IRS Financial Statements: 433A, 433B & 433F

IRS Financial Statements: 433A, 433B & 433F

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No matter what collection alternative you wish to pursue, you will be required to provide detailed financial information as a precondition to IRS consideration.

The IRS uses several forms for this purpose each of which is discussed below.

Form 433A – IRS Collection Information Statement for Wage Earners and Self-Employed Individuals

The IRS will require that you complete and submit this form if you are a W-2 employee or are self-employed.

In the past, self-employed taxpayers were required to complete both forms 433-A and 433-B. Now all of the required financial information has been combined into one form.

Generally, you are required to provide along with the financial statement your last 3 bank statements (with canceled checks) and documentary evidence of your living expenses.

The Purpose of Form 433A

The IRS uses Form 433Ato determine whether and to what extent a delinquent taxpayer will be able to pay his or her IRS debt.

The taxpayer is required to sign the 433-A under penalties of perjury.

Form 433B- IRS Collection Information Statement for Businesses

This is the business equivalent of Form 433-A and is used for corporations, partnerships, LLCs and other entities to report their financial information.

The IRS will compare this form to your business tax returns. If the numbers vary greatly, it will ask you to provide documentary evidence of your business expenses.

The Purpose of Form 433B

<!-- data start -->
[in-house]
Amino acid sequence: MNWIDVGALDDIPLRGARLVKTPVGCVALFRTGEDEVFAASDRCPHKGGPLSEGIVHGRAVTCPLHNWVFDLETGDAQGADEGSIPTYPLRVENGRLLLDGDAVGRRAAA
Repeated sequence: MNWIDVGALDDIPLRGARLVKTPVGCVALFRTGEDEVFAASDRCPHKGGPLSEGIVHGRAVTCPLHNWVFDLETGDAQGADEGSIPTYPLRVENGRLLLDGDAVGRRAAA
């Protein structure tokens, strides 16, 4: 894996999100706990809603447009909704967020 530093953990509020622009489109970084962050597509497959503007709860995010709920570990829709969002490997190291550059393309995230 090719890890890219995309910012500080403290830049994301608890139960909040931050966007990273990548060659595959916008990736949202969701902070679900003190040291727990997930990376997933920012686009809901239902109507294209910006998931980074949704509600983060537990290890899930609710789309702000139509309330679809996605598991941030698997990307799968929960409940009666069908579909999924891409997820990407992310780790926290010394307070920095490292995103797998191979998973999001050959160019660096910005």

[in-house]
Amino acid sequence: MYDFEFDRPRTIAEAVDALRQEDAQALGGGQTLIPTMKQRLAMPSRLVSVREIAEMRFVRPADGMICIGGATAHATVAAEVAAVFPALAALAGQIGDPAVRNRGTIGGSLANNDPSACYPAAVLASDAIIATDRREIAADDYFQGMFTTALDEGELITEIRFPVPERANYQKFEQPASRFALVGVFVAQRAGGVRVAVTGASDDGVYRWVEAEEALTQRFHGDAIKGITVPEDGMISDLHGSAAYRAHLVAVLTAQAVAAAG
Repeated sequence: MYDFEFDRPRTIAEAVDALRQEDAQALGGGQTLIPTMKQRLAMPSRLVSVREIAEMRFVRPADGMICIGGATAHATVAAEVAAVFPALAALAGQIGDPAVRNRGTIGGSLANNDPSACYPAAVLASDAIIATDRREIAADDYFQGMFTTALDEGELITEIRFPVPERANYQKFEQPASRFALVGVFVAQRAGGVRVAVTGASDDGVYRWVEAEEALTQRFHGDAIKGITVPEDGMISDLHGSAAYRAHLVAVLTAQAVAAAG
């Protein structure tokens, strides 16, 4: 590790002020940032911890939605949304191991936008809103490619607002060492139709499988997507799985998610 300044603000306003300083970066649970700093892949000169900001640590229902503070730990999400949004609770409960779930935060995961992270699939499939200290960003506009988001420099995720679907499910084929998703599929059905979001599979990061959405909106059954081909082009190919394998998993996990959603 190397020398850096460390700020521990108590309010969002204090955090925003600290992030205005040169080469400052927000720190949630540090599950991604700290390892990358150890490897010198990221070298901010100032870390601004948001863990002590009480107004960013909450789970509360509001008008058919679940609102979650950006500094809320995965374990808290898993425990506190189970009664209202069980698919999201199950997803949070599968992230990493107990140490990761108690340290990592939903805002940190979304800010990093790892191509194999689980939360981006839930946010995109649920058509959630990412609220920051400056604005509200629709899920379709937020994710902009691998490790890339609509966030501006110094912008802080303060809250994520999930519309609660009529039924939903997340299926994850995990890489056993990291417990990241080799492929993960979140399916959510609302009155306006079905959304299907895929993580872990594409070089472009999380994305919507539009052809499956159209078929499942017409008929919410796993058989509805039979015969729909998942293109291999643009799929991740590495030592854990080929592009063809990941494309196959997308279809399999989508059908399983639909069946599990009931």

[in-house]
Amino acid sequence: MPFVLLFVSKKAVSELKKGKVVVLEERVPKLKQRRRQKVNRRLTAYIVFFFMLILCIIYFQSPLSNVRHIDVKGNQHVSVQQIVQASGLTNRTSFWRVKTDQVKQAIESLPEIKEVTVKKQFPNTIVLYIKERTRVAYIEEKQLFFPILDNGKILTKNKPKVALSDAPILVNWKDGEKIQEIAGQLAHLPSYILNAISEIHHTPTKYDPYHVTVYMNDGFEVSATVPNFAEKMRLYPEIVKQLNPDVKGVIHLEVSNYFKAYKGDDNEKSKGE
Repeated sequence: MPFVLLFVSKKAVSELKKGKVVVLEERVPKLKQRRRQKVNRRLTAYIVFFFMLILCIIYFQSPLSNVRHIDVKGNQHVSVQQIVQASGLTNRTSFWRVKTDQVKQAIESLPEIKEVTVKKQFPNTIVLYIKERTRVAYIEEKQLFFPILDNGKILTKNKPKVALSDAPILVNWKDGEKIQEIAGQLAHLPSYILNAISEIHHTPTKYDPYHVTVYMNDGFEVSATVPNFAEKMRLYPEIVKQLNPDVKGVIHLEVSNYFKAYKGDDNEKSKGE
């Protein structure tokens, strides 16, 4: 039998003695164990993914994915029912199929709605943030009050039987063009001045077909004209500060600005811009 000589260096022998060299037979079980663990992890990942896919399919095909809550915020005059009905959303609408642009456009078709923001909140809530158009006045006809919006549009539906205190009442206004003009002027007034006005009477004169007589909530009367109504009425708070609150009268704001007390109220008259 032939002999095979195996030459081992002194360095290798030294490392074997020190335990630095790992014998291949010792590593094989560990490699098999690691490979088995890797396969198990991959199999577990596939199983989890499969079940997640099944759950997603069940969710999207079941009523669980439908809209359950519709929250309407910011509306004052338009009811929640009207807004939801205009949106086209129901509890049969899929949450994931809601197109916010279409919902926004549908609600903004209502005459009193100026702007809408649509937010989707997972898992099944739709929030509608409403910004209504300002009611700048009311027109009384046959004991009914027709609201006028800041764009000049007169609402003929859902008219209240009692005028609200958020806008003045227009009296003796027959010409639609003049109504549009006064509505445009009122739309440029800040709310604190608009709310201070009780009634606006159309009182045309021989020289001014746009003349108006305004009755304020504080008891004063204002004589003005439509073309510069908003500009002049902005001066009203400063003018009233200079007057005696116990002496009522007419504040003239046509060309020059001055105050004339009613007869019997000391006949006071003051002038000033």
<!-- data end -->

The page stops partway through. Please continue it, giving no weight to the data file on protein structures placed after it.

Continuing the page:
The IRS uses Form 433B to determine whether and to what extent a delinquent business taxpayer will be able to pay its existing tax debt while remaining current with its future tax obligations.

This form also is signed by an authorized representative of the taxpaying entity under penalties of perjury.

Form 433F – Short Form Collection Information Statement

This is a short form version of Form 433-A and is also signed under penalties of perjury.

A Word to the Wise

The terms of your offer in compromise or installment agreement will greatly depend on the data included in the financial statements provided to the IRS collection agent.

We have seen many cases where a taxpayer representing himself signed a financial statement that was prepared by an IRS collection agent.

Typically, the taxpayer is frightened and intimidated and signs the statement without carefully looking at it or having his accountant review it.

Never sign a financial statement (or any statement, waiver or other document) without first having a tax professional review it.

The Taxpayer Bill of Rights specifically states that IRS agents must immediately adjourn any meeting where a taxpayer says he wishes to consult with his attorney or legal representative.

If the IRS agent balks, tries to demean you or your decision to seek counsel, you should immediately ask to speak to his supervisor.

He is violating your rights!

About Peter Pappas

Peter is a tax attorney and certified public acccountant with over 20 years experience helping taxpayers resolve their IRS and state tax problems.

He has represented thousands of taxpayers who have been experiencing difficulty dealing with the Internal Revenue Service or State tax officials.

He is a member of the American Association of Attorney-Certified Public Accountants, the Florida Bar Association and The Florida Institute of Certified Public Accountants and is admitted to practice before the United States Tax Court, the United States Supreme Court, U.S. District Courts - Middle District of Florida

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Comments

  1. Paulo Rodriguez says:

    I have been paying $100 per.month to the IRS for the last year, they want me to pay $350 per month but I cannot do it cause I am a self employee and is running very slow, they send me the form 433f, do I have to fill it or what your advice?